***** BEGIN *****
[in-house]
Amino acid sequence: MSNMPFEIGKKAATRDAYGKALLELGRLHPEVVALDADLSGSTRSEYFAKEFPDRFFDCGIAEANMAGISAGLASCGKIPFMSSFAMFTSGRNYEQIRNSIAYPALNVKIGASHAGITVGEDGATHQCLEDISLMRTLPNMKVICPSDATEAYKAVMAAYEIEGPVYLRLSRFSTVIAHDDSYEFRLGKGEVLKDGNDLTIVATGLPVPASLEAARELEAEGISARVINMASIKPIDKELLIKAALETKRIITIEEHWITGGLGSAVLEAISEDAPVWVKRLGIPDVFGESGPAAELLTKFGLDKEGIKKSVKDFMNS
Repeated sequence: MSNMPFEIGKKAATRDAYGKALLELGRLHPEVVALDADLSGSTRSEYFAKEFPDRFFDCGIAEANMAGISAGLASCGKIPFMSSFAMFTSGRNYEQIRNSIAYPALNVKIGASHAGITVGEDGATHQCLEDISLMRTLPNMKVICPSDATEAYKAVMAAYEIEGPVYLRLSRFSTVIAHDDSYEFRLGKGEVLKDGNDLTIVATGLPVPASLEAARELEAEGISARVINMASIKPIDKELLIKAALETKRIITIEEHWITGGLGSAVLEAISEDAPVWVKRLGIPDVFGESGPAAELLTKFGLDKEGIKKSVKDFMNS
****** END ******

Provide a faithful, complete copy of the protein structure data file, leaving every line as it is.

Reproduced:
[in-house]
Amino acid sequence: MSNMPFEIGKKAATRDAYGKALLELGRLHPEVVALDADLSGSTRSEYFAKEFPDRFFDCGIAEANMAGISAGLASCGKIPFMSSFAMFTSGRNYEQIRNSIAYPALNVKIGASHAGITVGEDGATHQCLEDISLMRTLPNMKVICPSDATEAYKAVMAAYEIEGPVYLRLSRFSTVIAHDDSYEFRLGKGEVLKDGNDLTIVATGLPVPASLEAARELEAEGISARVINMASIKPIDKELLIKAALETKRIITIEEHWITGGLGSAVLEAISEDAPVWVKRLGIPDVFGESGPAAELLTKFGLDKEGIKKSVKDFMNS
Repeated sequence: MSNMPFEIGKKAATRDAYGKALLELGRLHPEVVALDADLSGSTRSEYFAKEFPDRFFDCGIAEANMAGISAGLASCGKIPFMSSFAMFTSGRNYEQIRNSIAYPALNVKIGASHAGITVGEDGATHQCLEDISLMRTLPNMKVICPSDATEAYKAVMAAYEIEGPVYLRLSRFSTVIAHDDSYEFRLGKGEVLKDGNDLTIVATGLPVPASLEAARELEAEGISARVINMASIKPIDKELLIKAALETKRIITIEEHWITGGLGSAVLEAISEDAPVWVKRLGIPDVFGESGPAAELLTKFGLDKEGIKKSVKDFMNS